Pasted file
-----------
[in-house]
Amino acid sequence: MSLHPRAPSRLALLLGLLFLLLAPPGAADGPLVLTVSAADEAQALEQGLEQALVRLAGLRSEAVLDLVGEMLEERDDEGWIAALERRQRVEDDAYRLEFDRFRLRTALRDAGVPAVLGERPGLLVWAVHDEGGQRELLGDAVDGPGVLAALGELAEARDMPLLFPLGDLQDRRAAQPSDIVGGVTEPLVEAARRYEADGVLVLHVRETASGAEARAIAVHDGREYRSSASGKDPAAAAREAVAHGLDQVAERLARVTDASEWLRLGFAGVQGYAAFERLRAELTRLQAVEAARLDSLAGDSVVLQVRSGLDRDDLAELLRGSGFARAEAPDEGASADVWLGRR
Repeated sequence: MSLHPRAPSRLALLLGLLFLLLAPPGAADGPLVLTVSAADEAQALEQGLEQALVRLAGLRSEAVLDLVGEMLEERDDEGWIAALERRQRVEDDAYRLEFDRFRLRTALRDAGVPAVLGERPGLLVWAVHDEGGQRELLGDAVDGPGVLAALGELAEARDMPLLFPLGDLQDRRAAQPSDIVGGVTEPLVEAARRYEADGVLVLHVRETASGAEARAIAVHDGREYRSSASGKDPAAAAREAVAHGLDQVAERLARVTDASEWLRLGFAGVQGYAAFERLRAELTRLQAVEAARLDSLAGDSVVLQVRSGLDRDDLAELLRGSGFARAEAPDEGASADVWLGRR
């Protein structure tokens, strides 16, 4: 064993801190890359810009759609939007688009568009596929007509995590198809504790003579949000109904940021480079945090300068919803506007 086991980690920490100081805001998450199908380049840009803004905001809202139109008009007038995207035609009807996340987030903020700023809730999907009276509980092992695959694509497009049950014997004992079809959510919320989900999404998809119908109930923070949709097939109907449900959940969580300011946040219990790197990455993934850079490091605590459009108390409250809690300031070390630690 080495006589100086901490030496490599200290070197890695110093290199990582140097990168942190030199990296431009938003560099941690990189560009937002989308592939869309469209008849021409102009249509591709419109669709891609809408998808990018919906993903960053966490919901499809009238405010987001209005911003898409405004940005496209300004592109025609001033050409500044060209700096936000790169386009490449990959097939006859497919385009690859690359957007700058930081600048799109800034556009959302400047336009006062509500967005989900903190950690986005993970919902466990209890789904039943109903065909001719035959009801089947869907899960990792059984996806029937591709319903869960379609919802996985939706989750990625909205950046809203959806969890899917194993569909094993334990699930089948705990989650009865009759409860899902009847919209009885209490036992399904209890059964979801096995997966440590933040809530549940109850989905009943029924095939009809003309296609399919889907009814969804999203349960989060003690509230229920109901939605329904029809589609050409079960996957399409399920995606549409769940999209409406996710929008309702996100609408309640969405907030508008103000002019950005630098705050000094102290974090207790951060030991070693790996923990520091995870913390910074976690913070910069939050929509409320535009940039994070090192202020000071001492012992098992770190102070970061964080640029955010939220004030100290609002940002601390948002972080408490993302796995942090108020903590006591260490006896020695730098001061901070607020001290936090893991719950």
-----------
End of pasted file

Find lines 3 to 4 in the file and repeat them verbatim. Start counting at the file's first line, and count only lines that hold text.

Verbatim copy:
Repeated sequence: MSLHPRAPSRLALLLGLLFLLLAPPGAADGPLVLTVSAADEAQALEQGLEQALVRLAGLRSEAVLDLVGEMLEERDDEGWIAALERRQRVEDDAYRLEFDRFRLRTALRDAGVPAVLGERPGLLVWAVHDEGGQRELLGDAVDGPGVLAALGELAEARDMPLLFPLGDLQDRRAAQPSDIVGGVTEPLVEAARRYEADGVLVLHVRETASGAEARAIAVHDGREYRSSASGKDPAAAAREAVAHGLDQVAERLARVTDASEWLRLGFAGVQGYAAFERLRAELTRLQAVEAARLDSLAGDSVVLQVRSGLDRDDLAELLRGSGFARAEAPDEGASADVWLGRR
């Protein structure tokens, strides 16, 4: 064993801190890359810009759609939007688009568009596929007509995590198809504790003579949000109904940021480079945090300068919803506007 086991980690920490100081805001998450199908380049840009803004905001809202139109008009007038995207035609009807996340987030903020700023809730999907009276509980092992695959694509497009049950014997004992079809959510919320989900999404998809119908109930923070949709097939109907449900959940969580300011946040219990790197990455993934850079490091605590459009108390409250809690300031070390630690 080495006589100086901490030496490599200290070197890695110093290199990582140097990168942190030199990296431009938003560099941690990189560009937002989308592939869309469209008849021409102009249509591709419109669709891609809408998808990018919906993903960053966490919901499809009238405010987001209005911003898409405004940005496209300004592109025609001033050409500044060209700096936000790169386009490449990959097939006859497919385009690859690359957007700058930081600048799109800034556009959302400047336009006062509500967005989900903190950690986005993970919902466990209890789904039943109903065909001719035959009801089947869907899960990792059984996806029937591709319903869960379609919802996985939706989750990625909205950046809203959806969890899917194993569909094993334990699930089948705990989650009865009759409860899902009847919209009885209490036992399904209890059964979801096995997966440590933040809530549940109850989905009943029924095939009809003309296609399919889907009814969804999203349960989060003690509230229920109901939605329904029809589609050409079960996957399409399920995606549409769940999209409406996710929008309702996100609408309640969405907030508008103000002019950005630098705050000094102290974090207790951060030991070693790996923990520091995870913390910074976690913070910069939050929509409320535009940039994070090192202020000071001492012992098992770190102070970061964080640029955010939220004030100290609002940002601390948002972080408490993302796995942090108020903590006591260490006896020695730098001061901070607020001290936090893991719950």